Greg Abbott’s campaign has more money than God and an ample talent pool—but he may want to check on his IT department.
For more than a week, senior members of Abbott’s campaign staff have been trying to get the word out about a new attack website they’ve paid for—WhereIsWendyDavis.com. Attack websites—repositories of opposition research that campaigns will build separately from their own pages—are common. They’re usually sleek, well-designed, and well-stocked with mud ready to be slung.
The better ones are designed to “go viral,” with compelling content that your politically active aunts and uncles will feel compelled to forward to you. Supporters of John Cornyn made a great one in his campaign against Steve Stockman (though, alas, it now looks like it’s been taken down.) Lieutenant governor hopeful Dan Patrick has been lighting up the campaign with his attack sites, which are some of the best and strangest of the cycle so far.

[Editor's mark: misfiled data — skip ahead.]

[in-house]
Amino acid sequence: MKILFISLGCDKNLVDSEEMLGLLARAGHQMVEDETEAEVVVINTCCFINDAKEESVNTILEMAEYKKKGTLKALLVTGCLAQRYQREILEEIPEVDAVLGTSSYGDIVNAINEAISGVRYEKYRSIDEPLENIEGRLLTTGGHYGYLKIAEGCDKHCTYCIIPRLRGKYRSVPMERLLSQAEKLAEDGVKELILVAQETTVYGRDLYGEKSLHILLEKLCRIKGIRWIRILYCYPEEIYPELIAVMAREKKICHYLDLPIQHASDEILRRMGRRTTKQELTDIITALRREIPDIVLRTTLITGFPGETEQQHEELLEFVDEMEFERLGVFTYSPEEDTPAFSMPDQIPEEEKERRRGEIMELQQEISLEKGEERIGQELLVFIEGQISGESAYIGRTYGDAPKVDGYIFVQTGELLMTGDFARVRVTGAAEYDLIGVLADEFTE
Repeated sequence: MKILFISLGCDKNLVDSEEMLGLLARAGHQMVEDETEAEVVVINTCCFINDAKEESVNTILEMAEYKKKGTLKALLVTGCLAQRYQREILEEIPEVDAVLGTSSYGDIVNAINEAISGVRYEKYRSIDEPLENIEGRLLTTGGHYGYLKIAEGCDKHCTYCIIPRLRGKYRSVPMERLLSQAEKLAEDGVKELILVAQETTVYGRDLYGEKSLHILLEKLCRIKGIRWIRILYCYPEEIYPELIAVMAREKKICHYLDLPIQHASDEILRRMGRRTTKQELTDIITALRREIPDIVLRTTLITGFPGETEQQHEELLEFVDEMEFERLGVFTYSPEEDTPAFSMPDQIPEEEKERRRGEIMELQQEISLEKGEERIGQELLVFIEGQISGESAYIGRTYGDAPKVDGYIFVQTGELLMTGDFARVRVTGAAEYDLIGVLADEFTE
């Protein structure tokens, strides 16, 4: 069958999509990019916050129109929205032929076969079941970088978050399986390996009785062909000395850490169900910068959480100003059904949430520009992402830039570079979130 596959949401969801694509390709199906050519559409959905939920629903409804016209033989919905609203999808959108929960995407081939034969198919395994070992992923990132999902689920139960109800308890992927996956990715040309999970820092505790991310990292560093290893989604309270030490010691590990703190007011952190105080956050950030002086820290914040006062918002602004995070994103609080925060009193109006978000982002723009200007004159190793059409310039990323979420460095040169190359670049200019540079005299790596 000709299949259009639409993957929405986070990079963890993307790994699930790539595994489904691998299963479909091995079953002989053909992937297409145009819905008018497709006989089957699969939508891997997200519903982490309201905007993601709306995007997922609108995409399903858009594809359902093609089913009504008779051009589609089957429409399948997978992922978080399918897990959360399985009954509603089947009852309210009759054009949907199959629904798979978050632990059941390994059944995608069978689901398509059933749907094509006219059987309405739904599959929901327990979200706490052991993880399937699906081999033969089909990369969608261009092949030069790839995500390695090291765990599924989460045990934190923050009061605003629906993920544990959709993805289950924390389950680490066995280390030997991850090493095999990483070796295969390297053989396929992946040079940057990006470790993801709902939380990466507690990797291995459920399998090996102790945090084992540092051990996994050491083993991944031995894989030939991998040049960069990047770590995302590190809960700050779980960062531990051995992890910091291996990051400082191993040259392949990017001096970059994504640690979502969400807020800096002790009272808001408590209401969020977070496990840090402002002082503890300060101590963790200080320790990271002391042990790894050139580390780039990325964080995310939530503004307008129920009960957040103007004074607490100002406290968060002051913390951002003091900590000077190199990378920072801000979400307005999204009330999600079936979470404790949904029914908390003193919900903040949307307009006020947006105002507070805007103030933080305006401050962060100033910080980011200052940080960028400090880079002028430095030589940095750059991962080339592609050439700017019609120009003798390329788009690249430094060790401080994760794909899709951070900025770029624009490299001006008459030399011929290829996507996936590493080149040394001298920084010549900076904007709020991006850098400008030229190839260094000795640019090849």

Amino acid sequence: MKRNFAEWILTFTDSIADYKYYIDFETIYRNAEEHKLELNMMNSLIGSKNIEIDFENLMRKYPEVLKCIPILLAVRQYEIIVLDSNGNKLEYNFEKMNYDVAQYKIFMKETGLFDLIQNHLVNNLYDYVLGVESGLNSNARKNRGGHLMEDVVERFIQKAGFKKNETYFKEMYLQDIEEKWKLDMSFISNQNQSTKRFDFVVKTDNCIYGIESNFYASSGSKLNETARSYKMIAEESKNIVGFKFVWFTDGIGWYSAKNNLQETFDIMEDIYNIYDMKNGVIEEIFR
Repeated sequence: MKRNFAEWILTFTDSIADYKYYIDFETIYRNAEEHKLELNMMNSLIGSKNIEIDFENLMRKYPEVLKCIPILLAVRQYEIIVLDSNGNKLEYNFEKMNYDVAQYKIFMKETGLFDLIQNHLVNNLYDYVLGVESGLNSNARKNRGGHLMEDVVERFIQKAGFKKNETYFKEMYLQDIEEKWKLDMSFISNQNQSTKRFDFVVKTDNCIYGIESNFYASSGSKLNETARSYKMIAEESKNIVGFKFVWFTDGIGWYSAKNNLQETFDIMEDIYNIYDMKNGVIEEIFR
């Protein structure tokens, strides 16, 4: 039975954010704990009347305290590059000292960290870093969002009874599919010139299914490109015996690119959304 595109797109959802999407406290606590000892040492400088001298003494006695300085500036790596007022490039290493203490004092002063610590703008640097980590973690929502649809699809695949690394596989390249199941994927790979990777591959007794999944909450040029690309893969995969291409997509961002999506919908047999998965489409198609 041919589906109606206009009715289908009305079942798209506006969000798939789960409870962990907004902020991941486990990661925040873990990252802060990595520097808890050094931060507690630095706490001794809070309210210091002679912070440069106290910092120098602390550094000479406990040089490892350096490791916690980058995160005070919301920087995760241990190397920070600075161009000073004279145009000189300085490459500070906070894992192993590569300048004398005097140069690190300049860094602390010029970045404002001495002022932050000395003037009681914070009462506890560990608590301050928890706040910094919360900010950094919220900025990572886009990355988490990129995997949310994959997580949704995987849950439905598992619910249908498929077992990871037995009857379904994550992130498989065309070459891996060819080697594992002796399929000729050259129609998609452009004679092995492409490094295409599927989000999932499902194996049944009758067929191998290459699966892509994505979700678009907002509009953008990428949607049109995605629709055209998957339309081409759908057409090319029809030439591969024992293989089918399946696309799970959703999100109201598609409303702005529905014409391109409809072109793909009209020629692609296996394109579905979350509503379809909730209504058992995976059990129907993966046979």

It came to be Abbott’s turn. His communications director, Matt Hirsch, announced Abbott’s new site’s launch last week. Click on the link—and it’s an unfinished, grey, shapeless blob with virtually no information. That’s weird. A “Full site coming soon” tag is on the page’s top left. OK, so they jumped the gun. The site wasn’t finished, but they wanted to get it out there. That’s unusual, but Abbott was having a rough week, so it’s understandable.
Since Hirsh first tweeted about it, Abbott’s campaign and many of its senior staffers have been tweeting and making a lot of noise about the site. They really want people to see it. But it’s still unfinished. On Wednesday afternoon, the site was still mostly blank. “Full site coming soon,” the top left says. “Copyright 2013 Texans for Greg Abbott.” (The site was created in 2014, some two weeks ago.)
The look of the thing—monochromatic, heavy on text—may evoke the old-school Netscape internet, but the content isn’t great either (yet?). There’s an embedded Google Maps app with pins across the United States where Wendy Davis has held fundraisers, but it’s so small and cramped that you can’t tell what you’re looking at.
None of this would be too weird, except the Abbott campaign keeps pushing it. As I was writing this post, Abbott’s campaign tweeted it out again. Is this inside baseball? Kind of. Will it matter in November? No. But, man, it’s weird. It’s kind of a rookie move. Hell, even the site somebody made for hapless no-money Democratic Ag Commissioner hopeful Jim Hogan is in better shape.